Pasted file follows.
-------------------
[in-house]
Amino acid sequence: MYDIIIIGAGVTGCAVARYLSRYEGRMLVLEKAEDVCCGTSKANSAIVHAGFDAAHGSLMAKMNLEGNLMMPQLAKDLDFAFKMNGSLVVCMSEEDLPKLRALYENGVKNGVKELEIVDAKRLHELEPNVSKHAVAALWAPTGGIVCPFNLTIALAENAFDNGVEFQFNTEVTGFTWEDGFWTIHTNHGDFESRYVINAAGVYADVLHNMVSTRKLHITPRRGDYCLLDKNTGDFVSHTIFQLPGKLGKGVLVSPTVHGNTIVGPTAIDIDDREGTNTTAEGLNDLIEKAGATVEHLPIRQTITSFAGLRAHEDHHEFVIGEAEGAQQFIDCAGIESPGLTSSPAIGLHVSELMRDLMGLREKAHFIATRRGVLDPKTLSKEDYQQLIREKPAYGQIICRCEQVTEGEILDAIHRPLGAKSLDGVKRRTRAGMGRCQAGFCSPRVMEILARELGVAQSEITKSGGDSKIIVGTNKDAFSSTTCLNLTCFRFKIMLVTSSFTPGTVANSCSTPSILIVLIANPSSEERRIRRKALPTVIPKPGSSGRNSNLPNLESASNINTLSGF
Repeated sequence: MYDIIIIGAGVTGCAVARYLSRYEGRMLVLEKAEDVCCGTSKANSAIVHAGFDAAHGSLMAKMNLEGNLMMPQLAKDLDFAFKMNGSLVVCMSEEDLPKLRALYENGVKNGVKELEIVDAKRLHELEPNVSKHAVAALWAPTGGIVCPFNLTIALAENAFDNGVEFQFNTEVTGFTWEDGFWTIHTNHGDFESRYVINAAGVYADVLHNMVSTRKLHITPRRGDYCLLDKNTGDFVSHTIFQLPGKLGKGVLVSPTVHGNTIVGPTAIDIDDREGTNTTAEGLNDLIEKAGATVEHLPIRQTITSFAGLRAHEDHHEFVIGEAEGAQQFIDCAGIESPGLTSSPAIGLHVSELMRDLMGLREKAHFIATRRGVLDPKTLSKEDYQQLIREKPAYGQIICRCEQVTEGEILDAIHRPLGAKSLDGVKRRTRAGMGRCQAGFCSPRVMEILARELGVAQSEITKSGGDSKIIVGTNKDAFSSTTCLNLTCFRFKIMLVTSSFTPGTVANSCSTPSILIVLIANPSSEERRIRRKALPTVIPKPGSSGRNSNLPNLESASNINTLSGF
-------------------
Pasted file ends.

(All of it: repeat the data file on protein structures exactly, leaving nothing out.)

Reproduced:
[in-house]
Amino acid sequence: MYDIIIIGAGVTGCAVARYLSRYEGRMLVLEKAEDVCCGTSKANSAIVHAGFDAAHGSLMAKMNLEGNLMMPQLAKDLDFAFKMNGSLVVCMSEEDLPKLRALYENGVKNGVKELEIVDAKRLHELEPNVSKHAVAALWAPTGGIVCPFNLTIALAENAFDNGVEFQFNTEVTGFTWEDGFWTIHTNHGDFESRYVINAAGVYADVLHNMVSTRKLHITPRRGDYCLLDKNTGDFVSHTIFQLPGKLGKGVLVSPTVHGNTIVGPTAIDIDDREGTNTTAEGLNDLIEKAGATVEHLPIRQTITSFAGLRAHEDHHEFVIGEAEGAQQFIDCAGIESPGLTSSPAIGLHVSELMRDLMGLREKAHFIATRRGVLDPKTLSKEDYQQLIREKPAYGQIICRCEQVTEGEILDAIHRPLGAKSLDGVKRRTRAGMGRCQAGFCSPRVMEILARELGVAQSEITKSGGDSKIIVGTNKDAFSSTTCLNLTCFRFKIMLVTSSFTPGTVANSCSTPSILIVLIANPSSEERRIRRKALPTVIPKPGSSGRNSNLPNLESASNINTLSGF
Repeated sequence: MYDIIIIGAGVTGCAVARYLSRYEGRMLVLEKAEDVCCGTSKANSAIVHAGFDAAHGSLMAKMNLEGNLMMPQLAKDLDFAFKMNGSLVVCMSEEDLPKLRALYENGVKNGVKELEIVDAKRLHELEPNVSKHAVAALWAPTGGIVCPFNLTIALAENAFDNGVEFQFNTEVTGFTWEDGFWTIHTNHGDFESRYVINAAGVYADVLHNMVSTRKLHITPRRGDYCLLDKNTGDFVSHTIFQLPGKLGKGVLVSPTVHGNTIVGPTAIDIDDREGTNTTAEGLNDLIEKAGATVEHLPIRQTITSFAGLRAHEDHHEFVIGEAEGAQQFIDCAGIESPGLTSSPAIGLHVSELMRDLMGLREKAHFIATRRGVLDPKTLSKEDYQQLIREKPAYGQIICRCEQVTEGEILDAIHRPLGAKSLDGVKRRTRAGMGRCQAGFCSPRVMEILARELGVAQSEITKSGGDSKIIVGTNKDAFSSTTCLNLTCFRFKIMLVTSSFTPGTVANSCSTPSILIVLIANPSSEERRIRRKALPTVIPKPGSSGRNSNLPNLESASNINTLSGF